March 27, 2011

Helping the homeless

A son’s accomplishments as an artist have made a Logansport father proud.

Hugh Leeman, the son of attorney Kelly Leeman, recently won a Masterminds Art Grant from SFWeekly, a publication that focuses on the happenings of San Francisco.

“As to Hugh’s work and his recent award, I, as any father, am extremely proud of his art and his accomplishments,” said Kelly.

For the $1,500 award, Hugh topped more than 300 artists who submitted materials in the grant competition.

“The award is meaningful because it represents a group of people and an organization in San Francisco that have acknowledged his accomplishments as well,” Kelly said. “A significant factor is that when he won out of 300 other Bay area artists he did so without having any formal training other that what he received in art classes at LHS.”

Hugh is a self-taught artist living in San Francisco. He draws and paints people he meets on the inner city streets. He then transforms the people, who he says are marginalized by society, into murals that end up on buildings and galleries throughout the world.

“A lot of it is giving people who haven’t had an opportunity to tell their story an opportunity to be seen or to be heard,” Hugh said.

Hugh graduated from Logansport High School in 2002. He lived in Indiana until the age of 18. From that point, he embarked on a journey around the world. Over the next three years, he lived out of a backpack and worked odd jobs for travel money.

About six years ago, Hugh entered San Francisco. He wanted to work for about six months to earn money for a trip to South America.

He intended on catching a sailboat ride to South Africa, but the art inspired by the people of San Francisco compelled him to cease his global trek.

“I started making art and ended up staying here in San Francisco,” he said.

Kelly noted that his son has worked hard to get to the point where people are taking notice of his artwork.

“He has put in countless hours working to perfect his technique and the various art forms he pursues,” Kelly said. “His work is constantly evolving as are his political views that he often speaks to with his art.”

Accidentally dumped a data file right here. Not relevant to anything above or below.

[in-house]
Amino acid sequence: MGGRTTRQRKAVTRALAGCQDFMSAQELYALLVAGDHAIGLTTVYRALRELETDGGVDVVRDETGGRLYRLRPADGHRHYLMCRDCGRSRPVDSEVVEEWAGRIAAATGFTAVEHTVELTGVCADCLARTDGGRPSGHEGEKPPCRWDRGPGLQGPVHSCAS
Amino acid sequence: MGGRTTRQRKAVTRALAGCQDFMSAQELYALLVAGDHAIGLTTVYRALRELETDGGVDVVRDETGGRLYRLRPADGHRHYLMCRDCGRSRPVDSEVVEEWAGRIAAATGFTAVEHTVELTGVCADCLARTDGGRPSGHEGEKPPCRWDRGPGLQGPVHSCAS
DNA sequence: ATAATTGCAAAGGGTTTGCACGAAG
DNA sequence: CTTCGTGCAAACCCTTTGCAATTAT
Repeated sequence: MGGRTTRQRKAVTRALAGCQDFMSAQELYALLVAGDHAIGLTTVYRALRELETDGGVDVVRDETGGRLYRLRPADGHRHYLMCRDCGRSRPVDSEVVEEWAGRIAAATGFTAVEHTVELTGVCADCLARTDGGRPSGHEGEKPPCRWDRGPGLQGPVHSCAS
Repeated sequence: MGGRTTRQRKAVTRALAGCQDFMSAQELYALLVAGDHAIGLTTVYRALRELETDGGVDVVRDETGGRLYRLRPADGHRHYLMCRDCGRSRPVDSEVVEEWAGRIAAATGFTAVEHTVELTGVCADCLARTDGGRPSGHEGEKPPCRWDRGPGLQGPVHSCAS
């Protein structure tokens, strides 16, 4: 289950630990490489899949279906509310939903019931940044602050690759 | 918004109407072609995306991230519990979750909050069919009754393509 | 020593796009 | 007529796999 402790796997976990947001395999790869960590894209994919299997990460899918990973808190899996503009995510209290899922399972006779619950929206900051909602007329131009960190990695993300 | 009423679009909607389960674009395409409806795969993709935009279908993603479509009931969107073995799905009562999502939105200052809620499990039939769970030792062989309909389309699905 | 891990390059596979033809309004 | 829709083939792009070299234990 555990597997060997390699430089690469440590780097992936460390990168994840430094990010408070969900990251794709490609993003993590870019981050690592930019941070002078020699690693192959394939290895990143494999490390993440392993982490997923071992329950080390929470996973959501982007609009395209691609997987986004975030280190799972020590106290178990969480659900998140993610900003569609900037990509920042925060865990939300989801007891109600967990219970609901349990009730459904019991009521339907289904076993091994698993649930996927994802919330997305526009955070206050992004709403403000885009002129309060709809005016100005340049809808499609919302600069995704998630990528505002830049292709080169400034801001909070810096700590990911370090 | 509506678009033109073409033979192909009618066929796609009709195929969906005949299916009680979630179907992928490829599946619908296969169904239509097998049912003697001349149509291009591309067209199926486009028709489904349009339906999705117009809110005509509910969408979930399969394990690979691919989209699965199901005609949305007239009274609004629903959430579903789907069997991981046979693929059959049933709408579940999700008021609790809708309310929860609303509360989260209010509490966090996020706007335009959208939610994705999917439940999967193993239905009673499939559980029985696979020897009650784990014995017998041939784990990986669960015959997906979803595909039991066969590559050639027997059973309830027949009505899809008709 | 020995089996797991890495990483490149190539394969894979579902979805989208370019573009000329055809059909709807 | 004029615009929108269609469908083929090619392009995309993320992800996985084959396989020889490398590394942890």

Many of Hugh’s subjects are homeless. To help them, Hugh began trading clothing and canned food in exchange for them posing for a photo he would later depict by drawing and/or painting.

The effort evolved into a “micro economy” based on the artwork.

Hugh started printing shirts that contained the faces of the people he depicted. As he tried to master screen printing, he messed up. He began giving away the shirts. The concept grew in popularity.

Now, through his T-shirt Project, Hugh gives the shirts free of cost to who he calls “vendors.” The recipients get to keep 100 percent of the proceeds.

“The shirts are given to the very people who have posed. They sell the shirt baring their own likeness and keep 100 percent of the profits,” Hugh said.

Hugh has formed friendships with the people he encounters.

Larry the Bucket Man plays drums on five-gallon buckets turned upside down. He does so every day of the year, rain or shine, Hugh said.

Larry recently found himself the target of a lawsuit over his lack of an entertainer’s permit through the city. He did not have money to pay for an attorney so Hugh set up a website — — that allows people to book Bucket Man to play at parties. Hugh also gives him T-shirts with his face on it to sell wherever he plays.

Hugh used the $1,500 grant to fund the website hosting and print T-shirts baring the face of Larry the Bucket Man.

Hugh wanted his art to be more than “pretty pictures.” He figured there was a more worthwhile task for his artwork. He wanted it to literally communicate with people.

Kelly said he has visited his son’s studio and noted how apparent his son’s dedication is to his work. He also keeps informed by regularly searching Hugh’s name online for articles, blogs and videos that make reference to his son.

In 2009, Kelly had a piece depicting a man named Blue playing the harmonica mounted on an outside wall of his office building at 412 E. Broadway in downtown Logansport. The painting has since faded, but Kelly plans to have more permanent artwork installed.

“With the approval of the local review board, I anticipate adding some of his art to my office building this spring as part of my pride and to share his work as part of the developing downtown art district,” Kelly said.

• Kevin Lilly is news editor of the Pharos-Tribune. He can be reached at 574-732-5117 or

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